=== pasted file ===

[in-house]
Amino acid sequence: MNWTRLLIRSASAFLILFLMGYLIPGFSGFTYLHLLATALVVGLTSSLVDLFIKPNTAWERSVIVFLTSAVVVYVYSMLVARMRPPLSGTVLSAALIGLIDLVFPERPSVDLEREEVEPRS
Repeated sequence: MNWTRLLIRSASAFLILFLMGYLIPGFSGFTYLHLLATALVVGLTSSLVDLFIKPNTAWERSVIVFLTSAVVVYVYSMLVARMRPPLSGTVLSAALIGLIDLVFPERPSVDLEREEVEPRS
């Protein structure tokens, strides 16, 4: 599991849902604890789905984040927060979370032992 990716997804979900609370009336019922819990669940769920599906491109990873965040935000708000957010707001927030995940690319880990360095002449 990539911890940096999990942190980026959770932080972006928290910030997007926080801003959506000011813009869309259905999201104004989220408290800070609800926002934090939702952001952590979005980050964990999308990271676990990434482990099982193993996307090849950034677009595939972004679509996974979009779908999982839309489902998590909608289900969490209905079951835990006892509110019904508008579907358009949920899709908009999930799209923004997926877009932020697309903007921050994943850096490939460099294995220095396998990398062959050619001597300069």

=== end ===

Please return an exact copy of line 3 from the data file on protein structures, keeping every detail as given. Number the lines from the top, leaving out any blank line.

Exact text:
Repeated sequence: MNWTRLLIRSASAFLILFLMGYLIPGFSGFTYLHLLATALVVGLTSSLVDLFIKPNTAWERSVIVFLTSAVVVYVYSMLVARMRPPLSGTVLSAALIGLIDLVFPERPSVDLEREEVEPRS